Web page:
How a smoother tempo can help you harness your speed.

Adam Scott’s swing might be the most admired in golf. From setup to follow-through, his form is practically perfect. That’s why so many instructors use it as an example for their students. While you might not be able to replicate it entirely, there is one key you can easily copy to give your swing a boost, says Golf Digest Teaching Professional David Leadbetter.

Looking at Scott’s backswing, Leadbetter notes how he rotates his upper body around a stable lower body. Scott’s movement is so good because his wind-up, or shoulder rotation, completes his backswing.

“When his body finishes, his club finishes,” Leadbetter says.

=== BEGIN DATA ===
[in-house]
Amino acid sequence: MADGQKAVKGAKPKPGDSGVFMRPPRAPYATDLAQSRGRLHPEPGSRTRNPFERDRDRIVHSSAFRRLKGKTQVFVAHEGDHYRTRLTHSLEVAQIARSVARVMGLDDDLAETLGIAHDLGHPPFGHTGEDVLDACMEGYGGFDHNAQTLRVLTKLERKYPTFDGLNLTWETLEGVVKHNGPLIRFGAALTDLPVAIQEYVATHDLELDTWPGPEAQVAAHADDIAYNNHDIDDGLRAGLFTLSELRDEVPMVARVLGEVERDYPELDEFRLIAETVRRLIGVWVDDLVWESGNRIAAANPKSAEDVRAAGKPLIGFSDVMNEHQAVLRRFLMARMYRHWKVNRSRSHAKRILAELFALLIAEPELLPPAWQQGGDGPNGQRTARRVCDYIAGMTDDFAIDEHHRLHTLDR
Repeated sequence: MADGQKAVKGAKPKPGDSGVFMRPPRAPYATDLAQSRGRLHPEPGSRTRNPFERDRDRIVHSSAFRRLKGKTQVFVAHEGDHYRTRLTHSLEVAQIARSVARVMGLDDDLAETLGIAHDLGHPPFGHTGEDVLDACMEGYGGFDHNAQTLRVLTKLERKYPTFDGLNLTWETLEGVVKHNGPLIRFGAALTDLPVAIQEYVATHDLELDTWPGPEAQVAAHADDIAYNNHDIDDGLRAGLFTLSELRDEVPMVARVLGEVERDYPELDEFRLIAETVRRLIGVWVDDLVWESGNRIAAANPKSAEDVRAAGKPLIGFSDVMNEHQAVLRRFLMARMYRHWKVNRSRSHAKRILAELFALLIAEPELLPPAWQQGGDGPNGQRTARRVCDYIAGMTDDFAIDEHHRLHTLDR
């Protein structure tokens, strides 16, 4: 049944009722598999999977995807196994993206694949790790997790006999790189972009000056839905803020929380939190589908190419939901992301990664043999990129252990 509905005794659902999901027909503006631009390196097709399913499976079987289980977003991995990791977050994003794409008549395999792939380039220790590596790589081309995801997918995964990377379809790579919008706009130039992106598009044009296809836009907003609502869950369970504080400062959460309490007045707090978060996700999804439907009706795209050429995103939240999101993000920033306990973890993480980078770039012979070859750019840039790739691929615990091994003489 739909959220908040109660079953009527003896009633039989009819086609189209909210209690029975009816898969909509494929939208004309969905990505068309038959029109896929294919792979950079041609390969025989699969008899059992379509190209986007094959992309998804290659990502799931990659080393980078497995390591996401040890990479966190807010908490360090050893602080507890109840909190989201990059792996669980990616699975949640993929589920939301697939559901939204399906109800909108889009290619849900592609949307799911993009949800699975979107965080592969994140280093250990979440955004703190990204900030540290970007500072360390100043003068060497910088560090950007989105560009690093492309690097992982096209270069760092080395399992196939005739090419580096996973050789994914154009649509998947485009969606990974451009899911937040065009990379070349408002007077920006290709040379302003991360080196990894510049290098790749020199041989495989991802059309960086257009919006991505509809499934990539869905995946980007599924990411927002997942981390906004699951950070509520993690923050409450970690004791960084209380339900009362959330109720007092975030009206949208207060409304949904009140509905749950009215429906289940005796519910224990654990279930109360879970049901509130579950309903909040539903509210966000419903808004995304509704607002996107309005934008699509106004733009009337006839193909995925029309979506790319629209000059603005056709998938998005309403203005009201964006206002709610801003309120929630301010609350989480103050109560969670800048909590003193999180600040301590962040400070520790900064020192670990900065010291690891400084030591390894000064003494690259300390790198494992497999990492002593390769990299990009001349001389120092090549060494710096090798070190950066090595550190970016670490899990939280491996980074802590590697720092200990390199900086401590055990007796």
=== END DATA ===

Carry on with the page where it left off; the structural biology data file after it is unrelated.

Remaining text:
From there, Scott’s transition into his downswing is seamless. You can see that he maintains some of his weight on his trail side as he starts down, which is indicative of his unhurried tempo. “You can see his right foot is still on the ground. He retains that top of the backswing position until he’s well into the downswing,” Leadbetter says.

It’s the key aspect of Scott’s swing, and the thing you should try to copy, Leadbetter says. There’s no rush to
strike the ball. Scott saves all his
power for the impact zone.

“Remember, you only want speed at one point in the swing,” Leadbetter says, “You don’t want it as you start back. You don’t want it from the top. You want it right through impact.”

Takeaways: For smoother tempo, try copying Scott’s flow. Leadbetter says to think about a one-two cadence. Say to yourself, “one”, as you take the club back, and, “two”, as your club reaches the ball. The more you practise this tempo trick, the more control you’ll have over your speed and distance.